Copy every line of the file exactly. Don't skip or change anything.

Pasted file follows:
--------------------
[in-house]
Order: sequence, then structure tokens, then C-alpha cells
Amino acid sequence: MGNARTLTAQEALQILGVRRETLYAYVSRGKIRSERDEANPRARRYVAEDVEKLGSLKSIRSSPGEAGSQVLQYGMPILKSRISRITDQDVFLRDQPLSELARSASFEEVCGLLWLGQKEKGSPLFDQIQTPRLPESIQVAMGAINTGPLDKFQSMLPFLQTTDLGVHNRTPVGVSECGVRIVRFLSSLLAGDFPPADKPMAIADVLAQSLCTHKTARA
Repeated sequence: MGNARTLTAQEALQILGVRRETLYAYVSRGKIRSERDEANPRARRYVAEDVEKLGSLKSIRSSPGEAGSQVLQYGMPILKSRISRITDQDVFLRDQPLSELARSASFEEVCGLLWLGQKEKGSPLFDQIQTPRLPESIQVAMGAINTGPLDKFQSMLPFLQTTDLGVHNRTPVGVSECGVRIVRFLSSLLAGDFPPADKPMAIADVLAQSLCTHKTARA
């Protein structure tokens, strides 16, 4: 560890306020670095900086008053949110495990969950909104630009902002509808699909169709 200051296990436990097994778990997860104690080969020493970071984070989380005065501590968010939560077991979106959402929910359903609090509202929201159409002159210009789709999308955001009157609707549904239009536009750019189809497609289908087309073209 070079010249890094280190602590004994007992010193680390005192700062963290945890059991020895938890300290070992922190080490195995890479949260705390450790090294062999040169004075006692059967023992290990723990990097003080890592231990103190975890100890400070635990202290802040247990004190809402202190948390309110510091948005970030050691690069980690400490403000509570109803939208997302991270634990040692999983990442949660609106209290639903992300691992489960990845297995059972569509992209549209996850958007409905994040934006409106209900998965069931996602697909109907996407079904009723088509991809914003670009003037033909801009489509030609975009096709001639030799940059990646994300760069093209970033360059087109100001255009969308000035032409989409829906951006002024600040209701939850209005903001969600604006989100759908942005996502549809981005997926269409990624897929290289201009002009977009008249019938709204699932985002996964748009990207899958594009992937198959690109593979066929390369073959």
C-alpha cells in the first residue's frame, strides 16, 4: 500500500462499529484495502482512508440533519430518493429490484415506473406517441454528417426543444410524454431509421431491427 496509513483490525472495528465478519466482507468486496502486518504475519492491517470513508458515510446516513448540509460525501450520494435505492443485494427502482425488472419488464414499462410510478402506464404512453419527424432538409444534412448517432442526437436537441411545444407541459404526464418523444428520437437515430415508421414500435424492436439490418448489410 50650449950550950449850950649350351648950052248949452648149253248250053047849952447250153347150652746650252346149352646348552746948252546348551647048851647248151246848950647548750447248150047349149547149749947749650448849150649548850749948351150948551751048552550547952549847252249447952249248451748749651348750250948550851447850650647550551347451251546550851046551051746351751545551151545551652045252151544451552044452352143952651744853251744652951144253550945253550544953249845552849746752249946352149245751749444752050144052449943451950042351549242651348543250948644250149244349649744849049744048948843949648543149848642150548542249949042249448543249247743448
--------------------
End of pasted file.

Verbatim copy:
[in-house]
Order: sequence, then structure tokens, then C-alpha cells
Amino acid sequence: MGNARTLTAQEALQILGVRRETLYAYVSRGKIRSERDEANPRARRYVAEDVEKLGSLKSIRSSPGEAGSQVLQYGMPILKSRISRITDQDVFLRDQPLSELARSASFEEVCGLLWLGQKEKGSPLFDQIQTPRLPESIQVAMGAINTGPLDKFQSMLPFLQTTDLGVHNRTPVGVSECGVRIVRFLSSLLAGDFPPADKPMAIADVLAQSLCTHKTARA
Repeated sequence: MGNARTLTAQEALQILGVRRETLYAYVSRGKIRSERDEANPRARRYVAEDVEKLGSLKSIRSSPGEAGSQVLQYGMPILKSRISRITDQDVFLRDQPLSELARSASFEEVCGLLWLGQKEKGSPLFDQIQTPRLPESIQVAMGAINTGPLDKFQSMLPFLQTTDLGVHNRTPVGVSECGVRIVRFLSSLLAGDFPPADKPMAIADVLAQSLCTHKTARA
């Protein structure tokens, strides 16, 4: 560890306020670095900086008053949110495990969950909104630009902002509808699909169709 200051296990436990097994778990997860104690080969020493970071984070989380005065501590968010939560077991979106959402929910359903609090509202929201159409002159210009789709999308955001009157609707549904239009536009750019189809497609289908087309073209 070079010249890094280190602590004994007992010193680390005192700062963290945890059991020895938890300290070992922190080490195995890479949260705390450790090294062999040169004075006692059967023992290990723990990097003080890592231990103190975890100890400070635990202290802040247990004190809402202190948390309110510091948005970030050691690069980690400490403000509570109803939208997302991270634990040692999983990442949660609106209290639903992300691992489960990845297995059972569509992209549209996850958007409905994040934006409106209900998965069931996602697909109907996407079904009723088509991809914003670009003037033909801009489509030609975009096709001639030799940059990646994300760069093209970033360059087109100001255009969308000035032409989409829906951006002024600040209701939850209005903001969600604006989100759908942005996502549809981005997926269409990624897929290289201009002009977009008249019938709204699932985002996964748009990207899958594009992937198959690109593979066929390369073959």
C-alpha cells in the first residue's frame, strides 16, 4: 500500500462499529484495502482512508440533519430518493429490484415506473406517441454528417426543444410524454431509421431491427 496509513483490525472495528465478519466482507468486496502486518504475519492491517470513508458515510446516513448540509460525501450520494435505492443485494427502482425488472419488464414499462410510478402506464404512453419527424432538409444534412448517432442526437436537441411545444407541459404526464418523444428520437437515430415508421414500435424492436439490418448489410 50650449950550950449850950649350351648950052248949452648149253248250053047849952447250153347150652746650252346149352646348552746948252546348551647048851647248151246848950647548750447248150047349149547149749947749650448849150649548850749948351150948551751048552550547952549847252249447952249248451748749651348750250948550851447850650647550551347451251546550851046551051746351751545551151545551652045252151544451552044452352143952651744853251744652951144253550945253550544953249845552849746752249946352149245751749444752050144052449943451950042351549242651348543250948644250149244349649744849049744048948843949648543149848642150548542249949042249448543249247743448